match rt_node {

Some(ref x) => {

let xborrow = &mut x.borrow_mut();

xborrow.lt_node = Some(Rc::new(RefCell::new(root_borrow.clone())));

self.set_height(xborrow);

}

None => {}

}

return rt_node.clone();

}

}

And finally the insert method:

`impl<T: MyTrait> AVLTree<T> {`

fn insert(&mut self, root_node:&mut Option<Rc<RefCell<Node<T>>>>, &val:&T)->Option<Rc<RefCell<Node<T>>>> {

let mut output:Option<Rc<RefCell<Node<T>>>> = root_node.clone();

match root_node {

Some(ref node) => {

let mut node_borrow = node.borrow_mut();

if val <= node_borrow.val {

let lt_node = &mut node_borrow.lt_node;

let new_lt:Option<Rc<RefCell<Node<T>>>>;

match lt_node {

Some(_x) => {

new_lt = self.insert(lt_node, &val);

}

None => {

let new_node:Node<T> = Node::new(&val);

new_lt = Some(Rc::new(RefCell::new(new_node)));

}

}

node_borrow.lt_node = new_lt;

}

else {

let rt_node = &mut node_borrow.rt_node;

let new_rt:Option<Rc<RefCell<Node<T>>>>;

match rt_node {

Some(_x) => {

new_rt = self.insert(rt_node, &val);

}

None => {

let new_node:Node<T> = Node::new(&val);

new_rt = Some(Rc::new(RefCell::new(new_node)));

}

}

node_borrow.rt_node = new_rt;

}

}

None => {

let new_node:Node<T> = Node::new(&val);

output = Some(Rc::new(RefCell::new(new_node)));

}

}

let mut hdiff:isize = 0;

match root_node {

Some(ref node) => {

let mut node_borrow = node.borrow_mut();

self.set_height(&mut node_borrow);

hdiff = self.height_diff(&node_borrow);

}

None => {}

}

match root_node {

Some(ref node) => {

let mut node_borrow = node.borrow_mut();

if hdiff > 1 {

let lt_node = &mut node_borrow.lt_node;

match lt_node {

Some(ref x) => {

if val <= x.borrow().val {

output = self.left_rotate(&mut node_borrow);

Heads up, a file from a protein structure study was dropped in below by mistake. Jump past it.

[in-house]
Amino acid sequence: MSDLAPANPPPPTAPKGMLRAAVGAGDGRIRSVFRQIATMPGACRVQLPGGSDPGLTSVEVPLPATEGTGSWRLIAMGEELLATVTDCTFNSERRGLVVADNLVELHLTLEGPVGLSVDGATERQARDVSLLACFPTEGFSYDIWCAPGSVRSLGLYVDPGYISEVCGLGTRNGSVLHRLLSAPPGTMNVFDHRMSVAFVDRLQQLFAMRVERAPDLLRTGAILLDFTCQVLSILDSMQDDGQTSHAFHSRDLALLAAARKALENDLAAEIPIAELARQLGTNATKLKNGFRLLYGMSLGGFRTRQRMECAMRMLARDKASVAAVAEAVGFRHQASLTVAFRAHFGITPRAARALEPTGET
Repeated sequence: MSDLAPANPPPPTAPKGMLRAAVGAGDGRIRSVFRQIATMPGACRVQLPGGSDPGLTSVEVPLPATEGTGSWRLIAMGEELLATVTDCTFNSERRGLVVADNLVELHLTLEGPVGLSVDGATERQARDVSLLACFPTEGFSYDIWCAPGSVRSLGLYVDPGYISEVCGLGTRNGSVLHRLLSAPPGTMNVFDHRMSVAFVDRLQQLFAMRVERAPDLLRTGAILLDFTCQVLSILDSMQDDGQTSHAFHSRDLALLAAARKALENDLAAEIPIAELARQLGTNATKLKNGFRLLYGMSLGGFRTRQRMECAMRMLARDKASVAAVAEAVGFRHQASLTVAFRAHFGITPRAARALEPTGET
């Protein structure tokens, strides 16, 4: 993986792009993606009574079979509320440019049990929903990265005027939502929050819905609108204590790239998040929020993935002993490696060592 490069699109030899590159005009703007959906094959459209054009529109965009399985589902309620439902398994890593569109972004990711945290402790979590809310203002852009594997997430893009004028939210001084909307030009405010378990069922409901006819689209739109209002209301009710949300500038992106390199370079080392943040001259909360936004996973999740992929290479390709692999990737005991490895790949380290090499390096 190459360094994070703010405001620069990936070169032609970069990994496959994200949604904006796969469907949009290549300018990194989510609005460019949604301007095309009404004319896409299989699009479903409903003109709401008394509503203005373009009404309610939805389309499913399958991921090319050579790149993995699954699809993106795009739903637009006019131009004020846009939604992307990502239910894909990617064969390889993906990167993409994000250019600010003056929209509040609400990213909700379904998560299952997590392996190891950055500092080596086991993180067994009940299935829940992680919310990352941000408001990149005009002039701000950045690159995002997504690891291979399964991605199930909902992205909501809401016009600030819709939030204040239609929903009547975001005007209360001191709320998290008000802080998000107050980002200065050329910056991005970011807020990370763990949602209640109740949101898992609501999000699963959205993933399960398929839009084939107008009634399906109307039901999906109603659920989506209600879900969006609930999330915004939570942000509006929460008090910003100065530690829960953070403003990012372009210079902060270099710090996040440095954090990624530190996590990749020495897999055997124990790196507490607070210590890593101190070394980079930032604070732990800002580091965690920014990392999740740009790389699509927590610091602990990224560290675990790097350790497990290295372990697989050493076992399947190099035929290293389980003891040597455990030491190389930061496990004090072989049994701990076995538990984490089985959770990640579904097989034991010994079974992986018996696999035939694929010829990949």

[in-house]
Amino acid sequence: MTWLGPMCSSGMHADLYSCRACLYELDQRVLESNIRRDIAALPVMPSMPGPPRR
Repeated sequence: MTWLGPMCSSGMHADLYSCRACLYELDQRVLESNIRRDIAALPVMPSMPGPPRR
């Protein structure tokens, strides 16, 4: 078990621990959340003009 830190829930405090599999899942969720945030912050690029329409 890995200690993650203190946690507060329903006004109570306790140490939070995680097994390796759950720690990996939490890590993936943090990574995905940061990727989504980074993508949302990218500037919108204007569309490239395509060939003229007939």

}

else if val > x.borrow().val {

let new_lt = self.right_rotate(&mut x.borrow_mut());

node_borrow.lt_node = new_lt;

output = self.left_rotate(&mut node_borrow);

}

}

None => {}

}

}

else if hdiff < -1 {

let rt_node = &mut node_borrow.rt_node;

match rt_node {

Some(ref x) => {

if val <= x.borrow().val {

let new_rt = self.left_rotate(&mut x.borrow_mut());

node_borrow.rt_node = new_rt;

output = self.right_rotate(&mut node_borrow);

}

else if val > x.borrow().val {

output = self.right_rotate(&mut node_borrow);

}

}

None => {}

}

}

}

None => {}

}

return output.clone();

}

}

Note that we call borrow_mut() once before using the returned RefMut object in the left and right rotation function calls.

Now lets look at the heap memory usage and how the usage per line looks like using heaptrack.

Peak heap memory usage is somewhere around 64 MB.

The line in the left and right rotation functions, which has the most heap memory usages are:

`xborrow.rt_node = Some(Rc::new(RefCell::new(root_borrow.clone())));`

xborrow.lt_node = Some(Rc::new(RefCell::new(root_borrow.clone())));

Also the most memory usage lines in the insert function are as follows:

`new_lt = Some(Rc::new(RefCell::new(new_node)));`

new_rt = Some(Rc::new(RefCell::new(new_node)));

We can clearly see the pattern here. Whenever we are **creating a new Rc<RefCell> object in the heap**, the memory usage is high. This is because when we are calling **root_borrow.clone()** in the left and right rotation functions, we are **creating copies in heap memory**.

Note that calling .clone() on existing Rc<RefCell> objects will not create copies but calling clone on the RefMut object will.

Personally, I feel Box method is much “cleaner” and “safer” way simply because I get to know all the memory issues at compile time instead of getting “panciky” at runtime where the error messages are not always very helpful.

There could be better way to implement these functions which I have not yet explored or not aware of. But the idea I wanted to demonstrate here is that there are multiple different ways to implement a non-linear data structure in Rust each with its own set of challenges. There are lots of struggle involved to get it right.

But the good part is that we can analyze the memory usages with heaptrack tool to understand how each method behaves at runtime and thus one can find ways to optimize them.

## References

- Profiling heap allocation in rust | FlakM blog
- Heaptrack — A Heap Memory Profiler for Linux — Milian Wolff
- Title Page — The Rust Performance Book (nnethercote.github.io)
- The Rust Programming Language — The Rust Programming Language (rust-lang.org)
- Rc<T>, the Reference Counted Smart Pointer — The Rust Programming Language (rust-lang.org)
- RefCell<T> and the Interior Mutability Pattern — The Rust Programming Language (rust-lang.org)